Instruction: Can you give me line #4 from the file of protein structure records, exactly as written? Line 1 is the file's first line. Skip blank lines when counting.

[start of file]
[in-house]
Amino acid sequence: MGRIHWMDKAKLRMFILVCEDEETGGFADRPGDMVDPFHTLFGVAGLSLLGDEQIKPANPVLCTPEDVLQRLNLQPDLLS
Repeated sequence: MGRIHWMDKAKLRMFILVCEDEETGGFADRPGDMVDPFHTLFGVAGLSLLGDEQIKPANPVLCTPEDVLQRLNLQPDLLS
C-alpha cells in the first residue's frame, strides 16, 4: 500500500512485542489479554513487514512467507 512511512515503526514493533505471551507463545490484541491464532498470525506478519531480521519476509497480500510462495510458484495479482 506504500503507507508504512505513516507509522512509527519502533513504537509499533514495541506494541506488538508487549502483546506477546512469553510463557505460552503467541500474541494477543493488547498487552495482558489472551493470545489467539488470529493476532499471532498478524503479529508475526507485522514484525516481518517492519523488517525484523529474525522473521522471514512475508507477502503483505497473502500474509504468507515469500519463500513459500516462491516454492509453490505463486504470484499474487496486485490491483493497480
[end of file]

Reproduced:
C-alpha cells in the first residue's frame, strides 16, 4: 500500500512485542489479554513487514512467507 512511512515503526514493533505471551507463545490484541491464532498470525506478519531480521519476509497480500510462495510458484495479482 506504500503507507508504512505513516507509522512509527519502533513504537509499533514495541506494541506488538508487549502483546506477546512469553510463557505460552503467541500474541494477543493488547498487552495482558489472551493470545489467539488470529493476532499471532498478524503479529508475526507485522514484525516481518517492519523488517525484523529474525522473521522471514512475508507477502503483505497473502500474509504468507515469500519463500513459500516462491516454492509453490505463486504470484499474487496486485490491483493497480